Review of The King’s School Ely’s 19th Old Dispensary Concert Friday 19th November in the Hayward Theatre Ely

An amazing array of highly talented musicians performed at the King’s School Ely’s 19th Old Dispensary Concert in the Hayward Theatre on Friday. Over the years the school has managed to raise in the region of £20,000 to keep this much needed community centre open and the standard of entertainment they have provided has been exceptional. Fridays’ event was one of the finest.  

Director Ian Sutcliffe has worked wonders. The concert opened with a very expressive performance of ‘Danse Macabre’ by Saint-Saens by the Senior Orchestra. The String Orchestra directed by Helen Medlock followed with a lively ‘Badinerie’ by JS Bach and then it was the turn of the famed King’s Barbers and Ely Cathedral Boy Choristers. Singing with their usual sonorous perfection, they offered some more modern items in the popular vein:  ‘Angels’ (Robbie Williams and G Chambers), and ‘Shine’ by G. Barlow, J. Orange, H. Donald, M. Owen and S. Robson. It was interesting to note that the latter song was arranged by A.L’Estrange who had visited the school and given a workshop on a separate occasion previously.

Spikes, a delightful group of cellists played an interesting arrangement of the ‘Raindrop Prelude in D flat’ by Chopin and Voicexchange, directed by Peter B North, produced beautifully shaped sounds and effective lively harmonies in ‘Let’s begin again by J. Rutter and ‘For Now’ by R. Lopez and J. Marx.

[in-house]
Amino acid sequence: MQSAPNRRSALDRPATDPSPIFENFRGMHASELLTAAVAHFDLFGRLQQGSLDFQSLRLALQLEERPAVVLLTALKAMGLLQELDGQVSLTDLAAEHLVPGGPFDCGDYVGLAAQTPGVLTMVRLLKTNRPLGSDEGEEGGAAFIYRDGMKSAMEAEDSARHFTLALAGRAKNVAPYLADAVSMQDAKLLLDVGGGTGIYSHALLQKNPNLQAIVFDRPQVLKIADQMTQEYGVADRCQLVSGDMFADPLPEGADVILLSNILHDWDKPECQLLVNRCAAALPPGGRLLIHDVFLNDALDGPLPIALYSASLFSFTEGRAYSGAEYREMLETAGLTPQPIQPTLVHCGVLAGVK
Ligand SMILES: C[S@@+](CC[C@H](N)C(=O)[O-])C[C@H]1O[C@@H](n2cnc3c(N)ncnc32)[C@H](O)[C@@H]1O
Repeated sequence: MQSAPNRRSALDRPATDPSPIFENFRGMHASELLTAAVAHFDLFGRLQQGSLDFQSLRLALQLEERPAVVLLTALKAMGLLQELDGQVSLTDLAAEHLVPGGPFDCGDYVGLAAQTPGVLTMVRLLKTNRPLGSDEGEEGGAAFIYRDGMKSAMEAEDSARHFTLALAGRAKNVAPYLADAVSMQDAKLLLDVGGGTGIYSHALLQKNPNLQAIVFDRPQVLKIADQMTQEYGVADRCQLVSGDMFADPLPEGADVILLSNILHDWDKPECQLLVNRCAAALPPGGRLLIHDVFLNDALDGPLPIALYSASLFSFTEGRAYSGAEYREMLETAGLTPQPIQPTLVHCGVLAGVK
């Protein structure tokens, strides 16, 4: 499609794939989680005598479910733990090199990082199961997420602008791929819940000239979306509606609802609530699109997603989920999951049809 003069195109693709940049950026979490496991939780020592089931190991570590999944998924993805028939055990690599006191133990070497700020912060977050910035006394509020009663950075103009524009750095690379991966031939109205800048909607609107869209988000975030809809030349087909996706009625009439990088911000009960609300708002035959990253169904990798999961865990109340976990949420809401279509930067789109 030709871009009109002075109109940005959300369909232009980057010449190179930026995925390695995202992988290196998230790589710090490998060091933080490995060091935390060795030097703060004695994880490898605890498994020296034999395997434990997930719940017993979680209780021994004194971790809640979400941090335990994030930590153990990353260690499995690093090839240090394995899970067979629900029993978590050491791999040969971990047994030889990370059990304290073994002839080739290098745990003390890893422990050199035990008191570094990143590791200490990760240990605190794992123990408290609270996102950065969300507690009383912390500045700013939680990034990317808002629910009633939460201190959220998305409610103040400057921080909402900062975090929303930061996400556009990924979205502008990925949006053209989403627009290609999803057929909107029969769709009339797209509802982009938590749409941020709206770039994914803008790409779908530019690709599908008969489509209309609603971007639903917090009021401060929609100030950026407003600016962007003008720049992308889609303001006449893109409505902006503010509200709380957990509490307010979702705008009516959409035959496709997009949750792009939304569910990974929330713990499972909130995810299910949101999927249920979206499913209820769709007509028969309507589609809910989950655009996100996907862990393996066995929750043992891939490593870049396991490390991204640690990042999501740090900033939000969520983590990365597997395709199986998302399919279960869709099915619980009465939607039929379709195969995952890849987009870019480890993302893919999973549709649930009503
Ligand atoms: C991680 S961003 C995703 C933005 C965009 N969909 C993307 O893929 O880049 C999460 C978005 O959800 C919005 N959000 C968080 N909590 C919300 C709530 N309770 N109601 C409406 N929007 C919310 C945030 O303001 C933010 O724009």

In Julian Landymore’s hands, the Jazz Band wowed us with ‘Stompin’ at the Savoy’ by B. Goodman, soothed us with the haunting ‘Cycles’ by C. Gordon and ‘Cerulean Sea’ by L. Niehaus and had us tapping our toes with the final ‘jazzy’ ‘Yardbird Suite’ by C. Parker.

The renowned Chamber Choir directed by Ian Sutcliffe presented ‘Oh Shenandoah’ – the song that they were to sing on Radio Cambridgeshire the following Sunday. The maturity and beauty of their voices was phenomenal. This work was also arranged by A. L’Estrange,

The Brass Ensemble conducted by Michel Sedgwick demonstrated tremendous power, glorious tone and slick tonguing in ‘Farandole from ‘L’Arlesienne Suite’’ by Bizet and ‘It Don’t Mean a Thing’ arranged by C.  Custer

A highly amusing piano duet played by Yukie Kimura and Luke Cave provided light contrast before the grand finale provided by The Concert Band playing ‘Wind Power’ by T Deleruyelle, ‘Te Deum’ by J. de Hann and ‘Tom Jones in Concert’ arranged by F. Bernaerts. Michel Sedgwick, a highly talented conductor, had these wonderful musicians creating tremendous sounds of splendour, subtlety and exquisite tonal control. It was no surprise to learn that this band hand had recently completed a highly successful tour of Malaysia in the presence of none other than the King. Spotted amongst the percussion was the previous Head of Music at the school, Graham Griggs.

As we left the theatre with Tom Jones’ ‘It’s not unusual to be loved …’ or ‘The Green green grass of home …’ singing in our ears, we knew we had been to a special event. Is there no end to the talent of the students of this school?

Contact: or tel (01353) 653931


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